Victorians are having to suddenly reassess their New Year’s Eve plans after six locally acquired coronavirus infections prompted the state government to reintroduce restrictions.
Here’s what the Victorian government’s latest COVID-19 restriction announcement means for your plans.
The limit on visitors to homes has been cut from 30 to 15
If you were planning a big party tonight, you might need to cancel or uninvite people.
From 5pm, the cap on visitors to your home will drop from 30 to 15.
That means you can have 15 visitors to your home, in addition to your household.
Under the existing rules, visiting children are counted unless they are less than one year old.
“If you are planning a party tonight, you will need to reduce your numbers from the 30 down to 15,” Acting Premier Jacinta Allan said.
Masks are mandatory indoors once again
Victoria is tightening its rules on masks after easing them on December 6.
Since that time, Victorians had only been required to carry a mask when they left home, and wear them on public transport, while in taxis or ride share vehicles, or when going to large retail venues, including shopping centres, supermarkets and department stores.
From 5pm on Thursday, it will be compulsory to wear masks indoors in any location which is not your own home.
Health Minister Martin Foley said there were exemptions for medical reasons, and for when you are eating or drinking while seated.
If you have a restaurant booking, you can still go
Earlier this week, the government urged people to only come into Melbourne’s CBD on Thursday night if they had a booking at a hospitality venue.
The New Year’s Eve fireworks display which usually draws about 400,000 people into the city has been cancelled this year because of the pandemic.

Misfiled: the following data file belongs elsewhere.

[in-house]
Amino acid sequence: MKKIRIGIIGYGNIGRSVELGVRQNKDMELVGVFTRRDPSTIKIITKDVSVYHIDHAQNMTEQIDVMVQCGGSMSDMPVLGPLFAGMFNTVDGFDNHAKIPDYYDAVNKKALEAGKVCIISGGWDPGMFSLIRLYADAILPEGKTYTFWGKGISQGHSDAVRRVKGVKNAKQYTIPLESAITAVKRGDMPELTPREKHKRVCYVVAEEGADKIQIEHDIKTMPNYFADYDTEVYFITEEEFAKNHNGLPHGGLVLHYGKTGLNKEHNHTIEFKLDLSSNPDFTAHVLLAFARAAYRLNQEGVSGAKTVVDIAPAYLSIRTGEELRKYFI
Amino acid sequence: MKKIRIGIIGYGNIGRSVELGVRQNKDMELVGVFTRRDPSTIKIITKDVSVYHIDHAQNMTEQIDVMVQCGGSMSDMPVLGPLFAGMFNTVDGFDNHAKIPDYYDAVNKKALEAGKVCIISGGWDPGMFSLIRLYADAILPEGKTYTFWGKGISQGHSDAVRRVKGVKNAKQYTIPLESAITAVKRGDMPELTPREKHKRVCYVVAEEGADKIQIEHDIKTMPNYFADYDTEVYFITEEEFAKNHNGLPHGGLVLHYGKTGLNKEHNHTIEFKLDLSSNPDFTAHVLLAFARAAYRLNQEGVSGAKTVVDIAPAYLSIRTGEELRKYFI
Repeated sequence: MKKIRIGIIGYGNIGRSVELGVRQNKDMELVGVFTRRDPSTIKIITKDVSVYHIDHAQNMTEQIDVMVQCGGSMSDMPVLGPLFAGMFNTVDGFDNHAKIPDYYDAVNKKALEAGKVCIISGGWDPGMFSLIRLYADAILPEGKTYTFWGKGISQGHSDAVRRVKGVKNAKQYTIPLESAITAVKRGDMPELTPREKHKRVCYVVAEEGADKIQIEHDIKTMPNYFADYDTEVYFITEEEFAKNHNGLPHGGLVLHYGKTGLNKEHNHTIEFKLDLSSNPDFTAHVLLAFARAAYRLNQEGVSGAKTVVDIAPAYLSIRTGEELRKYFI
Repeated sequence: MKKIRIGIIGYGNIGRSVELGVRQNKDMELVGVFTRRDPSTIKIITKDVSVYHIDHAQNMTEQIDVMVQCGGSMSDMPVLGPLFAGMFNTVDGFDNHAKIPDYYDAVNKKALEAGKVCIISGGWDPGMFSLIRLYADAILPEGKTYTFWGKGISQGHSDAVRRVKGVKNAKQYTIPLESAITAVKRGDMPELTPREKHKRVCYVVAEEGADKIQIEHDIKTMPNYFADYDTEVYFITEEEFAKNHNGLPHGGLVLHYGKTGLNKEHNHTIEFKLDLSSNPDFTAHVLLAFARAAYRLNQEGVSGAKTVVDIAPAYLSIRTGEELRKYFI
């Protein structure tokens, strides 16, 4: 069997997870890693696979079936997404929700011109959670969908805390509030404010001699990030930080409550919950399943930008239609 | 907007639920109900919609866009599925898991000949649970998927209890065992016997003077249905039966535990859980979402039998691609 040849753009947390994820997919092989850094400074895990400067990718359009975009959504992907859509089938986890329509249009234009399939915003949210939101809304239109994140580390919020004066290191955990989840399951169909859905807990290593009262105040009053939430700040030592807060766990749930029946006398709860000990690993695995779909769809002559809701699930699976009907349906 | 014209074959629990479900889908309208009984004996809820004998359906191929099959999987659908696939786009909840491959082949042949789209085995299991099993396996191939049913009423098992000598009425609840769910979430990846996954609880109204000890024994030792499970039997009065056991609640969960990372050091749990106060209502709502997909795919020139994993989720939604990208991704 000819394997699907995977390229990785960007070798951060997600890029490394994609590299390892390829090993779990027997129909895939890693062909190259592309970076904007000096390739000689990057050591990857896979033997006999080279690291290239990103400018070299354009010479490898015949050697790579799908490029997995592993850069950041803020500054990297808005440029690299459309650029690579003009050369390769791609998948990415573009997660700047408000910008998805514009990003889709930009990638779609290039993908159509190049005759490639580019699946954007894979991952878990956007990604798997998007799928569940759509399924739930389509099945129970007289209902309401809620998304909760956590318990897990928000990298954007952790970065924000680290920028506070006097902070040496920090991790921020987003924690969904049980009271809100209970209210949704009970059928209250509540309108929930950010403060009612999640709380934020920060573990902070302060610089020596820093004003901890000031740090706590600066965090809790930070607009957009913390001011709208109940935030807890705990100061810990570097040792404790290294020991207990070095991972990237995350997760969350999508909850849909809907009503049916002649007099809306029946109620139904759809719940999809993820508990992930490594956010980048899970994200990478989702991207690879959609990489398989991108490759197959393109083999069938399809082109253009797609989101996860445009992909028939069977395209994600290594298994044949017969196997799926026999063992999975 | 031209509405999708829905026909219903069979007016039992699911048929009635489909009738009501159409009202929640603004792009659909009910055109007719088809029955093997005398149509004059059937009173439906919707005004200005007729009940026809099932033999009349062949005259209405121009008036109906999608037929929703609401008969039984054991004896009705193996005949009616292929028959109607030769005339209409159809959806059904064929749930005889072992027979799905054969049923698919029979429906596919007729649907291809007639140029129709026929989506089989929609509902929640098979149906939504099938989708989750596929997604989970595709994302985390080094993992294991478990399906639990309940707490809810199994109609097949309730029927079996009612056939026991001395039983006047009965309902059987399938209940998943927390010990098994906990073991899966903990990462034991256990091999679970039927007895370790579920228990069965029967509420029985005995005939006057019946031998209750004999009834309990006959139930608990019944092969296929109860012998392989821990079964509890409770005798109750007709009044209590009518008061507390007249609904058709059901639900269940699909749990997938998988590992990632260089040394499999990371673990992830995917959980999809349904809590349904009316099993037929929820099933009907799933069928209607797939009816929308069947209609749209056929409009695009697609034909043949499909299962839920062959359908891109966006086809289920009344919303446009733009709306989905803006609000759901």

In its place is an outdoor dining event involving restaurants across 11 precincts.
Bookings are a must.
Mr Foley said the existing rules and systems, such as patron registration using QR codes, gave the state’s public health team confidence that dining could go ahead safely and patrons could be contacted quickly if necessary in the event of further cases.
But Ms Allan said anyone who felt unwell should not go out, should get tested and then isolate at home until they received a result.
Victorians urged not to travel to NSW, and Victorians in NSW urged to come home
Mr Foley had a clear message for any Victorians considering visiting New South Wales: Don’t go.
His message to Victorians currently in NSW was equally simple: Come home.
“This is a quickly changing situation and we don’t want you to be trapped in New South Wales,” Mr Foley said.
Anyone who has been in or visited the Blue Mountains or Wollongong regions from December 27 has until midnight to enter Victoria.
They must apply for a new travel permit through Service Victoria, get tested within 24 hours of returning to Victoria, and must self-quarantine at home for 14 days from when they last left the region.
From New Year’s Day, the Victorian border will be closed to anyone who has been to the Blue Mountains or Wollongong regions in the past 14 days.
The border was already closed to anyone who had been in the Northern Beaches area, Greater Sydney and the NSW Central Coast.